We’ve all seen the ads for reverse mortgages, touted as a way for your house to pay you. Reverse mortgages are not especially tempting products; among other things, they normally have hefty closing costs. For most people they seem to be a last resort, not one choice among many. After reading Reverse Mortgages and Linked Securities: The Complete Guide to Risk, Pricing, and Regulation edited by Vishaal B. Bhuyan (Wiley, 2011) I begin to understand why.
First, a brief summary for those under the age of 62 who have never given a reverse mortgage a second thought (understandably, because they are not eligible). “A reverse mortgage is a longevity-linked loan that allows senior citizens, age 62 and older, to release the equity in their home without meeting any credit or income requirements. As opposed to traditional mortgages, there is no obligation to repay a reverse mortgage loan until the borrower passes away or no longer uses the home as a primary place of residence.” (p. 3) Almost 90% of reverse mortgages are Home Equity Conversion Mortgages (HECM), insured by the Department of Housing and Urban Development.
Reverse mortgages are inelegant structured products in an era of sophisticated financial engineering. First, securitization is problematical “because the nature of the cash flows generated by the asset is comparable to risky zero-coupon bonds with uncertain maturities. This means that the owner of the asset does not know what will be the value of the mortgaged asset at the unknown maturity date.” (p. 143)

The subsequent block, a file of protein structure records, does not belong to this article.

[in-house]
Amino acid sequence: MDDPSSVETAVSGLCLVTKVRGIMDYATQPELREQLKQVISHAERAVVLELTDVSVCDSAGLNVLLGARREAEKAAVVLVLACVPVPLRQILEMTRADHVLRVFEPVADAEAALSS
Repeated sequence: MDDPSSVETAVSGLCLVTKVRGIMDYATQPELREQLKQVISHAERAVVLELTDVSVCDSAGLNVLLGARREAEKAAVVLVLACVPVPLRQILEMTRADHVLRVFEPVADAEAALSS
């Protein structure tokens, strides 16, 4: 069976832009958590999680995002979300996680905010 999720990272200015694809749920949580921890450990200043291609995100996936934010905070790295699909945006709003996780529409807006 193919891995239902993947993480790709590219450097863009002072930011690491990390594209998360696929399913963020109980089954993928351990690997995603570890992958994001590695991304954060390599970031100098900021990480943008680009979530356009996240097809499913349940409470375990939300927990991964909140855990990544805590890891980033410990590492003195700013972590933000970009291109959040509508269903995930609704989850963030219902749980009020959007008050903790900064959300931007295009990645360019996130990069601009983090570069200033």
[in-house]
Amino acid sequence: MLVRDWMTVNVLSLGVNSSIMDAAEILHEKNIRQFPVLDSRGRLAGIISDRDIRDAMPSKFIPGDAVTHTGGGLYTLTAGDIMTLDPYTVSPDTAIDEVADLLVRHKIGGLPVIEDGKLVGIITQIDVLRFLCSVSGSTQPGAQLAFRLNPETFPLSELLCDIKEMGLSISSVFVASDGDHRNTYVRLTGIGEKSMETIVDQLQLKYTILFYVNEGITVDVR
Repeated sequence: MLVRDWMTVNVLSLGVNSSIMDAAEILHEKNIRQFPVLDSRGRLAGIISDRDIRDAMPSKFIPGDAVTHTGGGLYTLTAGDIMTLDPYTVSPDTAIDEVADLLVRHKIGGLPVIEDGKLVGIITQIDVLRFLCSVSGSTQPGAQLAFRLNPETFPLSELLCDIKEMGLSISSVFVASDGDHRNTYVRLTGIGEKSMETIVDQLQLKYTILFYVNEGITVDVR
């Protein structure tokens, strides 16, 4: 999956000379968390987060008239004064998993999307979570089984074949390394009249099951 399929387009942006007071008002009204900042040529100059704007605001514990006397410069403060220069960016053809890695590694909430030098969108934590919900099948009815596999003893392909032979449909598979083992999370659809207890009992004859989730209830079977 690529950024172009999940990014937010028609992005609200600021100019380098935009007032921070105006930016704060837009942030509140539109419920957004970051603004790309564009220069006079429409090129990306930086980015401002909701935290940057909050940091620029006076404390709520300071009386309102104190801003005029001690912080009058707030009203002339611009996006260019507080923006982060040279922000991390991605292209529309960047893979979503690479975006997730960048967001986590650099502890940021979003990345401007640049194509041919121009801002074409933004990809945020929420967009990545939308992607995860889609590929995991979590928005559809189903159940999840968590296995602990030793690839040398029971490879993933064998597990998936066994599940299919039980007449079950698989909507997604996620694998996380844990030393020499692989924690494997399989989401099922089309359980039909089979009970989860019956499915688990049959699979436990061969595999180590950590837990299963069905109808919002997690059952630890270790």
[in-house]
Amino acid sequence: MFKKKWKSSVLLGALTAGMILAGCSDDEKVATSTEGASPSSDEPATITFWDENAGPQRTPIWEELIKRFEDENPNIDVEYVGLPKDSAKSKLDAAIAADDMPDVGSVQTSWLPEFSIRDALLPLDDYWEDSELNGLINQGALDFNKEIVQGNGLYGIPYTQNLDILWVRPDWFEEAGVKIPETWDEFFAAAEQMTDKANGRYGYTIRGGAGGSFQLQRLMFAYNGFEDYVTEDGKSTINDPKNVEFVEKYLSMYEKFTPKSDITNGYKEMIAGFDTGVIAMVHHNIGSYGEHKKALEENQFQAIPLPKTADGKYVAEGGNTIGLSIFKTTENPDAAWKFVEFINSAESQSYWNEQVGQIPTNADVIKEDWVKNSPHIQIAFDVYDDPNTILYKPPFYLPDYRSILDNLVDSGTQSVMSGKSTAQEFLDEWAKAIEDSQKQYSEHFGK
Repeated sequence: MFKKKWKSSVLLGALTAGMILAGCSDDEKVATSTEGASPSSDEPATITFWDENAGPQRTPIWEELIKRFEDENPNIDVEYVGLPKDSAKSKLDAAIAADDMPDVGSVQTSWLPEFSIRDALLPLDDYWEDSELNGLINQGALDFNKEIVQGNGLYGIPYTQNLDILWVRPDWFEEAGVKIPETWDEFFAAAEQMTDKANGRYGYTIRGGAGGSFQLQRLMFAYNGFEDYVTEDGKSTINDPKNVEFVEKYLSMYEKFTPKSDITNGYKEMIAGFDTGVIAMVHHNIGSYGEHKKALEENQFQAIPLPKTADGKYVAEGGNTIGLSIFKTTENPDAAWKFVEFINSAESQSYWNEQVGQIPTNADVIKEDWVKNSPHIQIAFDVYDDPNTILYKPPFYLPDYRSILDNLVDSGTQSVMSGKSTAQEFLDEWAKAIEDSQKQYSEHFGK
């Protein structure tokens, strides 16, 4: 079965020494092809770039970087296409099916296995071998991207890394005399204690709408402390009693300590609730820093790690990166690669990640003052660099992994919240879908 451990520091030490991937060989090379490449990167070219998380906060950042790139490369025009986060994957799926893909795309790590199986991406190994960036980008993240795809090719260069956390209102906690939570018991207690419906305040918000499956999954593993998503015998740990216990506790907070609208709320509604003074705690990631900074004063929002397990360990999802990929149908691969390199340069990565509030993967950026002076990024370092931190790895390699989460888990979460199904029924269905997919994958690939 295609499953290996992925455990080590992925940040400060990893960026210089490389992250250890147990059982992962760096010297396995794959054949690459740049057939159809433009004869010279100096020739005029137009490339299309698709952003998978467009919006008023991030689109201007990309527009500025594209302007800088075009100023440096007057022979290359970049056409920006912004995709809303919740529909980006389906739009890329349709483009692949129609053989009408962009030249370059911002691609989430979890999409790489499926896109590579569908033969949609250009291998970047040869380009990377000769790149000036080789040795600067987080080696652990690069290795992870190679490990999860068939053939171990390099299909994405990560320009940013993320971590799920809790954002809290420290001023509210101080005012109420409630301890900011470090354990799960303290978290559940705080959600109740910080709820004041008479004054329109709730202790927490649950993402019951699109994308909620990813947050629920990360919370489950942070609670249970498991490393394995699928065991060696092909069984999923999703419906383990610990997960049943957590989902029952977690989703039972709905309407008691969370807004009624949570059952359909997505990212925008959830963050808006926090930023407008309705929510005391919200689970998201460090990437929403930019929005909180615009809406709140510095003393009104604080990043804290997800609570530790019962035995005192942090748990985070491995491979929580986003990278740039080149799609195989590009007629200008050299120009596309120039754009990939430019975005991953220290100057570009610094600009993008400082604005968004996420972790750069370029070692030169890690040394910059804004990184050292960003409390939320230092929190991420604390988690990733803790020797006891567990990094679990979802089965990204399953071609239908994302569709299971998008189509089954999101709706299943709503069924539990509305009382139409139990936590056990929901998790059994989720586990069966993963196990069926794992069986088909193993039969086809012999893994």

Second, reverse mortgages use blunt pricing models. For example, although the most important variable in pricing a reverse mortgage is life expectancy, lenders simply use large-population actuarial tables in which not even sex is taken into consideration. The life expectancy of a 70-year-old woman who is healthy, physically fit, and comes from a demographic known for longevity is deemed to be identical to that of a 70-year-old man who has emphysema, diabetes, and smokes two packs of cigarettes a day.
Third, the lender, even with a contract in place, essentially has to hope that the senior citizen will maintain the house he is living in but no longer owns and that he will keep paying his taxes and homeowners insurance. “[W]here the senior is in direct breach of the loan agreement, the lender may be forced to remove the senior from his or her home. Clearly, the sight of a sheriff evicting a 75-year-old woman from her home does not sit well with anyone.” (p. 6)
The contributors to this volume analyze the current status of reverse mortgages, the main players in the market, and the ever-changing regulatory environment. They also suggest ways to enhance the methods of underwriting reverse mortgage loans so they will become more attractive to potential borrowers as well as to institutional investors.
The market for reverse mortgages should grow, given the demographic landscape. The question is whether the product can be fine-tuned in a way that is advantageous to both the individual and the institutional investor. This book is a first step toward that goal.